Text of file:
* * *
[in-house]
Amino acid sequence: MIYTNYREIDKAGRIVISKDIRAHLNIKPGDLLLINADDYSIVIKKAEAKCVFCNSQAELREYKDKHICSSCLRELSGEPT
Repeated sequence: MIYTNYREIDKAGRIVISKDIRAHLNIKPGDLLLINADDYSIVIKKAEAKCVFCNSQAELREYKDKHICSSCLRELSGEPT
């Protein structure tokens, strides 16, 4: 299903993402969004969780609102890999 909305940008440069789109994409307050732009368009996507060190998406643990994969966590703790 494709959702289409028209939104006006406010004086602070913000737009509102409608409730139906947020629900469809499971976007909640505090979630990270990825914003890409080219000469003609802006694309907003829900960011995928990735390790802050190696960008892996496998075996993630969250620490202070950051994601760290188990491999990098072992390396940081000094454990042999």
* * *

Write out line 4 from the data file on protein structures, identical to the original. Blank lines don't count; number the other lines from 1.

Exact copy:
């Protein structure tokens, strides 16, 4: 299903993402969004969780609102890999 909305940008440069789109994409307050732009368009996507060190998406643990994969966590703790 494709959702289409028209939104006006406010004086602070913000737009509102409608409730139906947020629900469809499971976007909640505090979630990270990825914003890409080219000469003609802006694309907003829900960011995928990735390790802050190696960008892996496998075996993630969250620490202070950051994601760290188990491999990098072992390396940081000094454990042999």